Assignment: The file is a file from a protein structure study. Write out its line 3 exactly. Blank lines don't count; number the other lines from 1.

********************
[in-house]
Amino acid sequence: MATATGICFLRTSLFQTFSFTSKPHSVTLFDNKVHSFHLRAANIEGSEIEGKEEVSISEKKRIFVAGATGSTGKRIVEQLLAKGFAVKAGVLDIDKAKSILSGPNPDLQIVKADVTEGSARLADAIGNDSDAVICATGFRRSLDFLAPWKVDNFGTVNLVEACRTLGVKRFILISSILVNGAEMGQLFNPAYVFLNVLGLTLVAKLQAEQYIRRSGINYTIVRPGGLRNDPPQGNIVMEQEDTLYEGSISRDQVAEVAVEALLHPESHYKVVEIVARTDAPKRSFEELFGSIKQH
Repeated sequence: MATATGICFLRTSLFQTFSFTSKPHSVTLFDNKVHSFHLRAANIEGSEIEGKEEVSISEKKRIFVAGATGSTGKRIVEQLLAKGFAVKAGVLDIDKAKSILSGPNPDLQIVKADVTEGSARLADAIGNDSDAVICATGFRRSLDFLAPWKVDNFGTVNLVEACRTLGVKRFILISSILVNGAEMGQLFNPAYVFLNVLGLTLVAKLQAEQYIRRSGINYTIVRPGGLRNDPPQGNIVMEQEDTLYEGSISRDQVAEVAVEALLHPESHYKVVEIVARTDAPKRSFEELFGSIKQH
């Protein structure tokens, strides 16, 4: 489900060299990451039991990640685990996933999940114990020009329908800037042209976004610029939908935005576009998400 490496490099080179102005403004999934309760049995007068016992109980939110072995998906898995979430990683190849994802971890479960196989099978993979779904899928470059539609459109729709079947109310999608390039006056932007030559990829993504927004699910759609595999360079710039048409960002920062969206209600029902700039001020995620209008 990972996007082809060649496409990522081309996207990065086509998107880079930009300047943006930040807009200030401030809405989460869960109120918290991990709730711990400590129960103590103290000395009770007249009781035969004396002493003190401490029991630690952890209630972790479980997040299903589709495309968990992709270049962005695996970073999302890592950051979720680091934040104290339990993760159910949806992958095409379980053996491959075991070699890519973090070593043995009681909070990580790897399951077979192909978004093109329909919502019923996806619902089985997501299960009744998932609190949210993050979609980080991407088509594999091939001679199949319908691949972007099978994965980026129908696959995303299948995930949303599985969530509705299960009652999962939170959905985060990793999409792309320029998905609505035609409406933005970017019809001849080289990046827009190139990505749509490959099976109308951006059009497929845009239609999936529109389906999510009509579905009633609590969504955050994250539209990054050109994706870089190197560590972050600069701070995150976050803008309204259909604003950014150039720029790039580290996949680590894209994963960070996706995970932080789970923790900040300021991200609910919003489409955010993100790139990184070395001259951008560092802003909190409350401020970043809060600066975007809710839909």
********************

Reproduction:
Repeated sequence: MATATGICFLRTSLFQTFSFTSKPHSVTLFDNKVHSFHLRAANIEGSEIEGKEEVSISEKKRIFVAGATGSTGKRIVEQLLAKGFAVKAGVLDIDKAKSILSGPNPDLQIVKADVTEGSARLADAIGNDSDAVICATGFRRSLDFLAPWKVDNFGTVNLVEACRTLGVKRFILISSILVNGAEMGQLFNPAYVFLNVLGLTLVAKLQAEQYIRRSGINYTIVRPGGLRNDPPQGNIVMEQEDTLYEGSISRDQVAEVAVEALLHPESHYKVVEIVARTDAPKRSFEELFGSIKQH